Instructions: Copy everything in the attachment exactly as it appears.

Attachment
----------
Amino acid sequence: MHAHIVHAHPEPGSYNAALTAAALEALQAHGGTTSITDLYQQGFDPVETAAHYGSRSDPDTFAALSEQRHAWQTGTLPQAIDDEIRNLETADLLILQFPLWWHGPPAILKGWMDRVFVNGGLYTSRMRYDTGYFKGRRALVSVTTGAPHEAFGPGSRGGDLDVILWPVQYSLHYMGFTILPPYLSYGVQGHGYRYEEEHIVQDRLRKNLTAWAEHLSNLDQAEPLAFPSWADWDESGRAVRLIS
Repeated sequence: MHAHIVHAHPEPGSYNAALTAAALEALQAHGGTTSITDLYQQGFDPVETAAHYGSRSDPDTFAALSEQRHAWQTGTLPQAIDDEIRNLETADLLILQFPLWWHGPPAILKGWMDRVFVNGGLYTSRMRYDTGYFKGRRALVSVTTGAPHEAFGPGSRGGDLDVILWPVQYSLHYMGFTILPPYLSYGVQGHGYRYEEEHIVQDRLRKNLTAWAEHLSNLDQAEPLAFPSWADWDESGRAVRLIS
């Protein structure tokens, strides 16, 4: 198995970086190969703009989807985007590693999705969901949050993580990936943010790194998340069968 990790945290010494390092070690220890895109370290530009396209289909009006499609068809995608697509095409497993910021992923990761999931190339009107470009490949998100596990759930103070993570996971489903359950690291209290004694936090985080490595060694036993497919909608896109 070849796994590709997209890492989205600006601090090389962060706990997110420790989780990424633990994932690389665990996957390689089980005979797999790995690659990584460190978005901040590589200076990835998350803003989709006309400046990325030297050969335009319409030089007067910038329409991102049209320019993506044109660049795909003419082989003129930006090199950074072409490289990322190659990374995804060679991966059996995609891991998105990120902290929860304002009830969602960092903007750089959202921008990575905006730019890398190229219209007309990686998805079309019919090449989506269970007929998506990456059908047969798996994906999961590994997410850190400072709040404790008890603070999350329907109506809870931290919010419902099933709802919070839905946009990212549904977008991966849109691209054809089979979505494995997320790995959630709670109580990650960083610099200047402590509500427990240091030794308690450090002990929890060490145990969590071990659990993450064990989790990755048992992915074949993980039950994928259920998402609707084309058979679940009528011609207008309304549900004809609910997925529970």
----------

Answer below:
Amino acid sequence: MHAHIVHAHPEPGSYNAALTAAALEALQAHGGTTSITDLYQQGFDPVETAAHYGSRSDPDTFAALSEQRHAWQTGTLPQAIDDEIRNLETADLLILQFPLWWHGPPAILKGWMDRVFVNGGLYTSRMRYDTGYFKGRRALVSVTTGAPHEAFGPGSRGGDLDVILWPVQYSLHYMGFTILPPYLSYGVQGHGYRYEEEHIVQDRLRKNLTAWAEHLSNLDQAEPLAFPSWADWDESGRAVRLIS
Repeated sequence: MHAHIVHAHPEPGSYNAALTAAALEALQAHGGTTSITDLYQQGFDPVETAAHYGSRSDPDTFAALSEQRHAWQTGTLPQAIDDEIRNLETADLLILQFPLWWHGPPAILKGWMDRVFVNGGLYTSRMRYDTGYFKGRRALVSVTTGAPHEAFGPGSRGGDLDVILWPVQYSLHYMGFTILPPYLSYGVQGHGYRYEEEHIVQDRLRKNLTAWAEHLSNLDQAEPLAFPSWADWDESGRAVRLIS
């Protein structure tokens, strides 16, 4: 198995970086190969703009989807985007590693999705969901949050993580990936943010790194998340069968 990790945290010494390092070690220890895109370290530009396209289909009006499609068809995608697509095409497993910021992923990761999931190339009107470009490949998100596990759930103070993570996971489903359950690291209290004694936090985080490595060694036993497919909608896109 070849796994590709997209890492989205600006601090090389962060706990997110420790989780990424633990994932690389665990996957390689089980005979797999790995690659990584460190978005901040590589200076990835998350803003989709006309400046990325030297050969335009319409030089007067910038329409991102049209320019993506044109660049795909003419082989003129930006090199950074072409490289990322190659990374995804060679991966059996995609891991998105990120902290929860304002009830969602960092903007750089959202921008990575905006730019890398190229219209007309990686998805079309019919090449989506269970007929998506990456059908047969798996994906999961590994997410850190400072709040404790008890603070999350329907109506809870931290919010419902099933709802919070839905946009990212549904977008991966849109691209054809089979979505494995997320790995959630709670109580990650960083610099200047402590509500427990240091030794308690450090002990929890060490145990969590071990659990993450064990989790990755048992992915074949993980039950994928259920998402609707084309058979679940009528011609207008309304549900004809609910997925529970």